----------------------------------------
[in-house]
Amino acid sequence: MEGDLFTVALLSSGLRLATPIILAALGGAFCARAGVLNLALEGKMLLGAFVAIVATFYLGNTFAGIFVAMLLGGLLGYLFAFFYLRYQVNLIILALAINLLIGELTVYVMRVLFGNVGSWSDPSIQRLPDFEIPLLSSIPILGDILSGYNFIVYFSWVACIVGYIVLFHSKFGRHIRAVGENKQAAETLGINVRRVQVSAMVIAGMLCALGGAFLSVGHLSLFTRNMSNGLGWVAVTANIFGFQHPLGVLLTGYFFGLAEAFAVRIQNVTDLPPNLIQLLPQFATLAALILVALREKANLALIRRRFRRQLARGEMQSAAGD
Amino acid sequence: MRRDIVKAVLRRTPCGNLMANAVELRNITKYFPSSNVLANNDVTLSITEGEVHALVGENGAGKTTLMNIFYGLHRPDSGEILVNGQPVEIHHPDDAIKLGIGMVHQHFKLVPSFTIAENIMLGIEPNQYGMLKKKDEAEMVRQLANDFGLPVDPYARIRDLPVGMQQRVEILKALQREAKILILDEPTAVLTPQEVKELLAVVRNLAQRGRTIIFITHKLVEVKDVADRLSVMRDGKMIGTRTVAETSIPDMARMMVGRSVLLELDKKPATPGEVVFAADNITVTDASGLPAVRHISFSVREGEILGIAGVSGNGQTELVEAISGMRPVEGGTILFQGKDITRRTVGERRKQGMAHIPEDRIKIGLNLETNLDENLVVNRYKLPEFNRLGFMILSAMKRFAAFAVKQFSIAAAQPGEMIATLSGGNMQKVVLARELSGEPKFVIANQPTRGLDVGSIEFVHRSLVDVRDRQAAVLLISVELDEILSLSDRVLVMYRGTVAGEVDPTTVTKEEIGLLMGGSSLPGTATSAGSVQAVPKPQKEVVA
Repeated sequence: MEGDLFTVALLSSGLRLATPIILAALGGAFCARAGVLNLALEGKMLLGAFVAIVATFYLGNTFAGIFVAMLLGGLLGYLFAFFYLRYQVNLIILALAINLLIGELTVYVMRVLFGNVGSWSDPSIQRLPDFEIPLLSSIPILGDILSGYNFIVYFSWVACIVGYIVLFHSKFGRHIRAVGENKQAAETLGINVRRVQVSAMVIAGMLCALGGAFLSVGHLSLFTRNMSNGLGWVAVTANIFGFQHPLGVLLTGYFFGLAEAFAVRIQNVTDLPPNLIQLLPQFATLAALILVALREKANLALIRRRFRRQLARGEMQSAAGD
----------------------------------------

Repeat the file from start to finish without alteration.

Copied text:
[in-house]
Amino acid sequence: MEGDLFTVALLSSGLRLATPIILAALGGAFCARAGVLNLALEGKMLLGAFVAIVATFYLGNTFAGIFVAMLLGGLLGYLFAFFYLRYQVNLIILALAINLLIGELTVYVMRVLFGNVGSWSDPSIQRLPDFEIPLLSSIPILGDILSGYNFIVYFSWVACIVGYIVLFHSKFGRHIRAVGENKQAAETLGINVRRVQVSAMVIAGMLCALGGAFLSVGHLSLFTRNMSNGLGWVAVTANIFGFQHPLGVLLTGYFFGLAEAFAVRIQNVTDLPPNLIQLLPQFATLAALILVALREKANLALIRRRFRRQLARGEMQSAAGD
Amino acid sequence: MRRDIVKAVLRRTPCGNLMANAVELRNITKYFPSSNVLANNDVTLSITEGEVHALVGENGAGKTTLMNIFYGLHRPDSGEILVNGQPVEIHHPDDAIKLGIGMVHQHFKLVPSFTIAENIMLGIEPNQYGMLKKKDEAEMVRQLANDFGLPVDPYARIRDLPVGMQQRVEILKALQREAKILILDEPTAVLTPQEVKELLAVVRNLAQRGRTIIFITHKLVEVKDVADRLSVMRDGKMIGTRTVAETSIPDMARMMVGRSVLLELDKKPATPGEVVFAADNITVTDASGLPAVRHISFSVREGEILGIAGVSGNGQTELVEAISGMRPVEGGTILFQGKDITRRTVGERRKQGMAHIPEDRIKIGLNLETNLDENLVVNRYKLPEFNRLGFMILSAMKRFAAFAVKQFSIAAAQPGEMIATLSGGNMQKVVLARELSGEPKFVIANQPTRGLDVGSIEFVHRSLVDVRDRQAAVLLISVELDEILSLSDRVLVMYRGTVAGEVDPTTVTKEEIGLLMGGSSLPGTATSAGSVQAVPKPQKEVVA
Repeated sequence: MEGDLFTVALLSSGLRLATPIILAALGGAFCARAGVLNLALEGKMLLGAFVAIVATFYLGNTFAGIFVAMLLGGLLGYLFAFFYLRYQVNLIILALAINLLIGELTVYVMRVLFGNVGSWSDPSIQRLPDFEIPLLSSIPILGDILSGYNFIVYFSWVACIVGYIVLFHSKFGRHIRAVGENKQAAETLGINVRRVQVSAMVIAGMLCALGGAFLSVGHLSLFTRNMSNGLGWVAVTANIFGFQHPLGVLLTGYFFGLAEAFAVRIQNVTDLPPNLIQLLPQFATLAALILVALREKANLALIRRRFRRQLARGEMQSAAGD